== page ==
Location: Alaska, USA. At the Denali National Park and Reserve, which has a surface area of 24,464 km2 and is 290km away from Anchorage.
Elevation: 20,310 ft. / 6190 m
Best time to climb:
Being icy year-round, summer makes an ideal time to climb the mountain, especially between May and July. The average daytime temperature during this season is at 19°C, and often below zero at night and high altitudes.
In August, the peak sees snowfalls and storms, and the temperature can drop to -10 to -20°C in the winter season. The cold season can run into late March and even early April, which means the mountain sees a very short spring.
It is a prerequisite to have a certain level of expertise when climbing Denali besides summertime.
Typical activities in the area during winter include cross-country skiing, dog sledding, and winter camping.
How long is the climb?
The length of the days that you will be spending varies depending on the weather conditions and your trekking experience. But climbing Denali usually takes nearly two weeks because going to and from the mountain in itself may take a few days.
Climate may further delay the climb; therefore, guided programs are helpful. It usually takes three weeks long, and sometimes a bit more, to account for acclimatization and to include extra days in case of delays.
Main Routes in Climbing the Mountain
There are four main routes to the summit of Denali:
- West Buttress
This is considered the easiet and safest route to the mountain. It usually starts from Kahiltna Glacier, where a plane can drop you off to a base where a camp manager is living year-round. The route contains least avalanche risk and crevices making it the most straightforward trail to the summit.
- Muldrow Glacier
This route starts from the north in the direction of Muldrow Glacier and joins the West Buttress Route at the Denali Pass before the final stretch to the summit. It is the standard way to the top of Denali and as tricky as the West Buttress. There are no airplane landings on the north side making a more challenging logistics.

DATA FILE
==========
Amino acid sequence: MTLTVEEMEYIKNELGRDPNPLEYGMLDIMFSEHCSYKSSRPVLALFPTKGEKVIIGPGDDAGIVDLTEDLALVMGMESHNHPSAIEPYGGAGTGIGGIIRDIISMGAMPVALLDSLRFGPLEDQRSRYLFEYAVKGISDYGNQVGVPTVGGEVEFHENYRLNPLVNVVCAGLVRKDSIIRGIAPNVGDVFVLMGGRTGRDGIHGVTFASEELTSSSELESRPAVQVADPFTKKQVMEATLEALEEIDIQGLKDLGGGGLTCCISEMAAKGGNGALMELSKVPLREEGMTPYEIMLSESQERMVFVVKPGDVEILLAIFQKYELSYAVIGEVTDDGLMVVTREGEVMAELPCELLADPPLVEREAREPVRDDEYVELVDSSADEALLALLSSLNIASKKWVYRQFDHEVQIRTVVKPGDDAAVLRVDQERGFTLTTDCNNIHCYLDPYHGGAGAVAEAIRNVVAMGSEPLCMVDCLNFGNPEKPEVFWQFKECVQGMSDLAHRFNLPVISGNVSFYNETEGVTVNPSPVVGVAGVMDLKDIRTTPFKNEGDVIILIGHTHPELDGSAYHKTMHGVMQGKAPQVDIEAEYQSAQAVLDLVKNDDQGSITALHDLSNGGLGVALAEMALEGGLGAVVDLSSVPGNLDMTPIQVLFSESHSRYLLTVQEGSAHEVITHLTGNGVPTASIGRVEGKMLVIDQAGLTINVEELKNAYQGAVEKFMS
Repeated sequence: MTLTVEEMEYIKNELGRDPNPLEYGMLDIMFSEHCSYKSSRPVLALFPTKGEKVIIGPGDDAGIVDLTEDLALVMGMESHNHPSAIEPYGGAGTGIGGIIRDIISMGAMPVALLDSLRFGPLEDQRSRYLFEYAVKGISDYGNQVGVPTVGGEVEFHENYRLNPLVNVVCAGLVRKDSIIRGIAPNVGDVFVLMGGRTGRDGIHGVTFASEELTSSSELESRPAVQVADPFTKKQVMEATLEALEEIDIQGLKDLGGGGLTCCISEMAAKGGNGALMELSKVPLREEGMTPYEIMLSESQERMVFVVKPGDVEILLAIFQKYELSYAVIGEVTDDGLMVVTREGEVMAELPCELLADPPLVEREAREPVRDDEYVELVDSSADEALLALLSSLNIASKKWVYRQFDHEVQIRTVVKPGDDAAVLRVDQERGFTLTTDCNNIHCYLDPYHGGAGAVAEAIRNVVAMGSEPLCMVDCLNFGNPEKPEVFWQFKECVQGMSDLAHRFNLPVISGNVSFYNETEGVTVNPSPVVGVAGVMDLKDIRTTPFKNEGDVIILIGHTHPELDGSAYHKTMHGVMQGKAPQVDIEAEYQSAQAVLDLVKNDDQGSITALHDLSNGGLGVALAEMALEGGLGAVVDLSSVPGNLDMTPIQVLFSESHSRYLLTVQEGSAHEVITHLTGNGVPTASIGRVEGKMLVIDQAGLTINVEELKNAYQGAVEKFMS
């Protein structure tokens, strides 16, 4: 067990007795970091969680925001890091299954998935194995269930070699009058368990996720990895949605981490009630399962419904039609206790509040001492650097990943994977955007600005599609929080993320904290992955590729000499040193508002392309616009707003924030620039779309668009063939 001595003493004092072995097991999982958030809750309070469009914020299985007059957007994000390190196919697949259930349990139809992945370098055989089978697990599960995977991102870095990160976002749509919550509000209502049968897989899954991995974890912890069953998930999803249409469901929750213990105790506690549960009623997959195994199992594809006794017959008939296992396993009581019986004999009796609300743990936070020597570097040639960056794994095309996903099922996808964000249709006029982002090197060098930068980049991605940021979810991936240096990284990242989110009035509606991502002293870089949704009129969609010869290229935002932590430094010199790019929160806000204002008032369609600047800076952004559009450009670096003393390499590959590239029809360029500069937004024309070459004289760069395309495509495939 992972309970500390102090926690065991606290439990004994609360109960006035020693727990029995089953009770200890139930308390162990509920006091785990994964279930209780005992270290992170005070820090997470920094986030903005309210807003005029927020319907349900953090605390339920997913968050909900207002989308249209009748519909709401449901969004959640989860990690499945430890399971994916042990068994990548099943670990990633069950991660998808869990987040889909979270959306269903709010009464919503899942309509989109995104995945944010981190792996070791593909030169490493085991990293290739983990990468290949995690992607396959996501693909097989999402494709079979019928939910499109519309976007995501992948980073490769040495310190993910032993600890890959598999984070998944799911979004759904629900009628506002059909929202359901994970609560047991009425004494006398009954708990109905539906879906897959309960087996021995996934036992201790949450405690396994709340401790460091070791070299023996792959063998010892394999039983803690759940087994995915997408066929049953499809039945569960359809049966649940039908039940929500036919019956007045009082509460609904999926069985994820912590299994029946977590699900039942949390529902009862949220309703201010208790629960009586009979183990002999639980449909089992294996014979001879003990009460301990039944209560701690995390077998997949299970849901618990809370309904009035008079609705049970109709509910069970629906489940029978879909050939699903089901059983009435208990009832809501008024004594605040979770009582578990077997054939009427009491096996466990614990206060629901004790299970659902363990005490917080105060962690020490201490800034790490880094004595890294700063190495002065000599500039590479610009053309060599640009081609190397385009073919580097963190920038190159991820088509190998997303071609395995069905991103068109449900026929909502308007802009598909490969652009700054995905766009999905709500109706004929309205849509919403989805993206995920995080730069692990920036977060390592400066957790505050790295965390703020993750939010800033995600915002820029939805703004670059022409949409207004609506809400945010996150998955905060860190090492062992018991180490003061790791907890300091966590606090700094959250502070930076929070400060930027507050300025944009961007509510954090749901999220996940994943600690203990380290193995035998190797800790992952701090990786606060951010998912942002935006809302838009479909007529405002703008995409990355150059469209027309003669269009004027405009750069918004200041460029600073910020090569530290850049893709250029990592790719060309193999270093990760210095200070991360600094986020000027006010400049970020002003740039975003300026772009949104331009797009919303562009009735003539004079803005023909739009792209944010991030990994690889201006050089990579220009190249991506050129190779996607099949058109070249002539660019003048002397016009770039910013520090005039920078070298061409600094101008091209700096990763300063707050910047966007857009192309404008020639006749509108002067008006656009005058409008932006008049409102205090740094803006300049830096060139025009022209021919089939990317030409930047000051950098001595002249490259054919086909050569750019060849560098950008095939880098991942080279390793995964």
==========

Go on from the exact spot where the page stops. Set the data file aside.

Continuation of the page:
- West Rib
This is a three-mile long ridge rising dramatically from an 11, 000 feet base. Despite starting at the same point with the West Buttress, this route takes a more challenging path to the peak of Denali because it involves passing through the “Valley of Death” and crossing the snow domes.
From its 9000 feet vertical rise is a full range of snow and ice climbing challenges, from ascents and traverses of narrowly winding crests, to sustained technical challenge on 55-degree ice faces. The route has a dramatic outline and nearly direct rise to the mountain’s summit adding to its appeal.
- Cassin Ridge
This is the newest but the most difficult route which include a 2 400 meter sustained climbing, going by the “Valley of Death,” crossing the Knife Edge Ridge of blue ice, rock climbing, and ice climbing. This is accessed from the south is only advisable for highly skilled professional climbers.
Facts about Denali Mountain
Standing as the highest peak in North America, Denali is one of the most notable in sheer mass, weather, and climbing history. Climbers with intermediate skills can climb the classic West Buttress Route, requiring patience, perseverance, and intense physical exertion. Indeed, it’s a real ascent and a demanding climb.
Denali Mountain is a centerpiece of Denali National Park and Preserve situated in the Alaska Range in the interior of the U.S. state of Alaska. It is also known in its former official name as Mount McKinley. Its peak reaches an elevation of 20,310 feet (6,190 m) above sea level, making it the highest mountain in the North of America.
Denali is the third most prominent and third most isolated peak on Earth due to its topographic prominence of 20,156 feet and a topographic isolation of 4,629 miles, following after Mount Everest and Aconcagua.
A brief history
It was the Koyukon people who have inhabited the area around the mountain centuries ago have called the peak as “Denali.” A gold prospector in support of then-presidential candidate William McKinley in 1896 named the mountain as Mount McKinley. It was then officially recognized as Mt. McKinley from 1917 to 2015 by the United States Federal government. However, following the 1975 lead of the State of Alaska, the United States Department of the Interior announced the change of the mountain’s official name to Denali in August 2015.
The first attempt to climb the mountain includes James Wickersham in 1903, but he did not succeed. It was followed by Frederick Cook in 1906, who claimed the first ascent, but it was questioned since it was not verified.
On June 7, 1913, with climbers Hudson Stuck, Harry Karstens, Walter Harper, and Robert Tatum, made the first confirmable ascent to Denali’s summit. Bradford Washburn pioneered the West Buttress route in 1951. It is now known as the easiest and safest route and the most popular to climbers.